Canadians still prefer the printed version of newspapers, but more of them are increasingly turning towards online to get their news fix. The latest numbers released by NADbank, an organization that measures newspaper readership for 83 newspapers in Canada, shows that almost 80 per cent of Canadians read a daily newspaper every week

*All screenshots fromNADbank website

By Tamara Baluja

Canadians still prefer the printed version of newspapers, but more of them are increasingly turning towards online to get their news fix.

The latest numbers released by NADbank, an organization that measures newspaper readership for 83 newspapers in Canada, shows that almost 80 per cent of Canadians read a daily newspaper every week, with over 14 million in print, and nearly 7 million on a digital  platform. That translates into 51 per cent of Canadians interact with newspaper content daily.

Over the past two studies, NADbank results have also has shown that for those reading newspapers online, mobile-only access to newspapers has grown to 18 per cent, while readers using both personal computers and mobile devices increased to 25 per cent.

 “It is clear that their efforts have paid off,” said the report of newspaper’s increasing push towards digital platforms.

While online readership is increasing, publishers are still trying to figure out how to turn around advertising revenues online. Many outlets have cut back their Sunday editions, erected paywalls or turned towards branded content.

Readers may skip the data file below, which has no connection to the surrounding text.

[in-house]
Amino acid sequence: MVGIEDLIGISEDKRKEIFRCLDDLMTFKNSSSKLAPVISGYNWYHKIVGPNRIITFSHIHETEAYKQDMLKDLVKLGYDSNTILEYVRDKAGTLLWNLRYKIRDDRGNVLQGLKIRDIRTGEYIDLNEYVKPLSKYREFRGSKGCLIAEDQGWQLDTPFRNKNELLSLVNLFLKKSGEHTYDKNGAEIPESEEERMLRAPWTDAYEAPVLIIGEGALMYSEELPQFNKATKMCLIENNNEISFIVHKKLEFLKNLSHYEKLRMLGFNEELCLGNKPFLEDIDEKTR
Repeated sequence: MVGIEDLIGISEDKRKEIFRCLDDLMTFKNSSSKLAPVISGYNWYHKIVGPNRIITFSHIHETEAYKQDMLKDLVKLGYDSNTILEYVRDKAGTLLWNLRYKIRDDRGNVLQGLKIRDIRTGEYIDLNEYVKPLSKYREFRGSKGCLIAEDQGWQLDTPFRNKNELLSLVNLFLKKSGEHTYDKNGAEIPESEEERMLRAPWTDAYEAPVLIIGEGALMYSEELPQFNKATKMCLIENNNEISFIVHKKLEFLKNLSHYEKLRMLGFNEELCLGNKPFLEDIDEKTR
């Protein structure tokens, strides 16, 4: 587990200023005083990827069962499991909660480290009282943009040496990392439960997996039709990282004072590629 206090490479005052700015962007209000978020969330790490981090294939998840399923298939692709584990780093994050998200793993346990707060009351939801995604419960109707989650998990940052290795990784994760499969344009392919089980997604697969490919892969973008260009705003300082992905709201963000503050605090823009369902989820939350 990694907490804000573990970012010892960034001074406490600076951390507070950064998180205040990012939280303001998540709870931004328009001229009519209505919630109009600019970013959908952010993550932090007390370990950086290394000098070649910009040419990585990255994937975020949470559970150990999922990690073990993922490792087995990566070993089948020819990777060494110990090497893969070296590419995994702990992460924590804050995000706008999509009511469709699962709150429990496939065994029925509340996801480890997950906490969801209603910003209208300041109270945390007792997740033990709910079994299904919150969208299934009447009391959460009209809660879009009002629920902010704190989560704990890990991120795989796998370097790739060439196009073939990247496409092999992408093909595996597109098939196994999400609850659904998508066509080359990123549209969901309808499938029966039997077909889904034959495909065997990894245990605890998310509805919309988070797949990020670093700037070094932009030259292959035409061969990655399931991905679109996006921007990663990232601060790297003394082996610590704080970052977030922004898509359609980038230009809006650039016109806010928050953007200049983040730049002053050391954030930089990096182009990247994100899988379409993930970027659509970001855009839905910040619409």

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News, including local, politics and world coverage, is the top reason for reading a daily newspaper. Advertisement-heavy sections like automotive generally pull in the lowest amount of readers.

Ottawa-Gatineau had the highest number of adults reading a print edition on an average weekday at 47 per cent and accessing a digital edition at 58 per cent.

While the free dailies are getting traction, paid dailies continue to have more weekly readers than free dailies. Heavy newspaper readers are more likely than less frequent consumer to have a higher income and a higher education degree. 

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Tamara Baluja is an award-winning journalist with CBC Vancouver and the 2018 Michener-Deacon fellow for journalism education. She was the associate editor for J-Source from 2013-2014.